Wednesday, August 22, 2012

Jane Austen (#92)


Jane Austen was born on December 16, 1775 into an English family. She was the daughter of George Austen, a rector for Anglican parishes. She had six brothers and one sister, Cassandra. For the most part, Jane and Cassandra were educated together, going to the same schools and receiving the same education. Unlike most families, though, Jane and Cassandra were encouraged to read from her father's library and write their own pieces of writing. As early as 1787, Austen began to write stories for her family's amusement, some of which has been compiled into the book Juvenilia. For the most part, these works were comedic and satirical.


Austen continued to live with her parents in adulthood. She continued to experiment in writing, creating a short play in 1793 and Lady Susan, her first real novel by 1795. After finishing Lady Susan, Austen began to write the novel Elinor and Marianne, whose first draft was finished around the year 1796. When Austen was twenty, she met Tom Lefroy, the nephew of Austen's neighbors. Over the several months that they were together, Austen and Lefroy grew very close, but Lefroy's family intervened in the relationship because neither Lefroy nor Austen had any money. In 1796, Austen began working on her second novel, First Impressions, finishing the initial draft in 1797. Jane's father, George Austen, attempted to have First Impressions published in London, but the novel was rejected. In 1798, Austen began writing the novel Susan, which was a satire on Gothic novels. In 1803, Jane's brother, Henry Austen, was able to sell the copyright for Susan to a London publisher for £10, though the publisher never printed the novel. In December of 1800, the Austens moved to Bath. The period of time while Austen was in Bath is marked by a  lack of writing by Austen. For some reason, Austen did little writing other than revising her previously written novels. In 1802, Austen received an offer of marriage from Harris Bigg-Wither, which Austen initially accepted, but withdrew her acceptance by the following morning. In 1804, Austen began writing The Watsons, which was the only book she wrote in Bath, but abandoned this novel shortly after her father died in 1805, possibly because the family in her book mirrored her actual family too closely. In 1806, Jane Austen moved in with her brother Frank and his wife in Southampton, but soon left to live in Chawton with her mother and sister.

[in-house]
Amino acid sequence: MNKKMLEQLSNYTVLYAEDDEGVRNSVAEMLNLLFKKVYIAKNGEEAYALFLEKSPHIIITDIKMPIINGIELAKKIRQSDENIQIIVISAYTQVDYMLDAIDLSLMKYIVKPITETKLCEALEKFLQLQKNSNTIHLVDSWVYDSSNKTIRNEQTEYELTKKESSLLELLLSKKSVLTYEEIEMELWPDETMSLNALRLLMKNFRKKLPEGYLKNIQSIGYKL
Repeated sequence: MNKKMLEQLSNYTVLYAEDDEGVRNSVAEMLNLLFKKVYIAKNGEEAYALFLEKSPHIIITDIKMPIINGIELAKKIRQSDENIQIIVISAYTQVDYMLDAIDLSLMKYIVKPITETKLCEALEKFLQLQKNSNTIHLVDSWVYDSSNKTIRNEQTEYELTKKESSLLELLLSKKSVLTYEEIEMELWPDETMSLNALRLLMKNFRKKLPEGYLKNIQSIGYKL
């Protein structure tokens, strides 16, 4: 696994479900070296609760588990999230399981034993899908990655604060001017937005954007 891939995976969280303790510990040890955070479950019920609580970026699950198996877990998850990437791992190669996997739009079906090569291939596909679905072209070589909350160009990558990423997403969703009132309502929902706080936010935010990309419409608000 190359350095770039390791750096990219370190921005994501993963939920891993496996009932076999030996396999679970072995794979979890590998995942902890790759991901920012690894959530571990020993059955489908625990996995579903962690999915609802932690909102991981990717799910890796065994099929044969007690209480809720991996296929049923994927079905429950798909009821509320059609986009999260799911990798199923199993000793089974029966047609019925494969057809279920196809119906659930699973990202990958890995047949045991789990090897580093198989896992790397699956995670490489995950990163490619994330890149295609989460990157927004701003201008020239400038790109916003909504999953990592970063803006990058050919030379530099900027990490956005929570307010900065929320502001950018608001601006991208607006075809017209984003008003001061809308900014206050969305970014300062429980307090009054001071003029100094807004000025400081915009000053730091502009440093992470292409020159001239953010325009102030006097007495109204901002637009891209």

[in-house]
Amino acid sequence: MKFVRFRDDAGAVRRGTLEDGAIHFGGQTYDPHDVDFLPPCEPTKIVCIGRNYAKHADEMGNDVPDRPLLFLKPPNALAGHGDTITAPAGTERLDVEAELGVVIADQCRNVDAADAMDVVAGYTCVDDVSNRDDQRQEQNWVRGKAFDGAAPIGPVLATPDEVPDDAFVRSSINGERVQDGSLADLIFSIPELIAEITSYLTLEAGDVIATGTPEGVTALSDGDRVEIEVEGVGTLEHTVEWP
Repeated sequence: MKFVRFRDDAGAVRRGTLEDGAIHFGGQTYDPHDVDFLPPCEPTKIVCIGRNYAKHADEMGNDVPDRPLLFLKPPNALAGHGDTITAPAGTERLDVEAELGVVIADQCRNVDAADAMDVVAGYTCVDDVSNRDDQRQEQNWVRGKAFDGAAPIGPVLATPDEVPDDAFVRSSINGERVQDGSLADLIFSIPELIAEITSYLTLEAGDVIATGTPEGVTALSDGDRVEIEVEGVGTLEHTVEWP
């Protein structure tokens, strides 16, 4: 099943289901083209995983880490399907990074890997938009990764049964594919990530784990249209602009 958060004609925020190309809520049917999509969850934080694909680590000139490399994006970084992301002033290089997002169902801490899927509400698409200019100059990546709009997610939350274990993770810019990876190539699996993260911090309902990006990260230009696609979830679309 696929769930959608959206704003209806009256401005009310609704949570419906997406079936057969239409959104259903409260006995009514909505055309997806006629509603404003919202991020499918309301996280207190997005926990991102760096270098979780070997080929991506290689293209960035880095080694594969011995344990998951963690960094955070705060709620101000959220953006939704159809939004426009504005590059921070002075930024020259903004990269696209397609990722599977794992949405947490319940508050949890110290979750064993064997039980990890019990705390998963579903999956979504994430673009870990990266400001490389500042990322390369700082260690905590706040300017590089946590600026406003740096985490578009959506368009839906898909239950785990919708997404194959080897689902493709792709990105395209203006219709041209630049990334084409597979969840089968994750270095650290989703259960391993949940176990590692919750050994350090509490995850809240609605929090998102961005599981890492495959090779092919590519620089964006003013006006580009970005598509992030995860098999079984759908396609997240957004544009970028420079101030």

In October 1811, Jane Austen was able to get Elinor and Marianne published under the name Sense and Sensibility. The book received good reviews and the edition sold out in 1813. In January 1813, First Impressions was also published as Pride and Prejudice. This book was an immediate success and by October of that year, a second edition had come out. In 1814, Mansfield Park, a revision of Susan, came out, and though it did not get many great reviews, the public loved the book. The success of her books gave Austen and her mother and sister financial security. Austen continued to write new books, publishing Emma in late-1815 and finishing the first of The Elliots by 1816. 

The End

Unfortunately, Austen became unwell in early 1816, though she ignored her illness. By mid-1816, she had serious symptoms and in July of 1817, Jane Austen had died. In December of 1817, Jane's siblings, Cassandra and Henry, arranged for Persuasion to be published. This book was also a success. Austen is on our list because she made some of the most enduring stories of all time. She was popular when she was alive and she is still popular now. My father has also made sure that movies based on her books take up half the space of our DVD collection, so I had to mention her.

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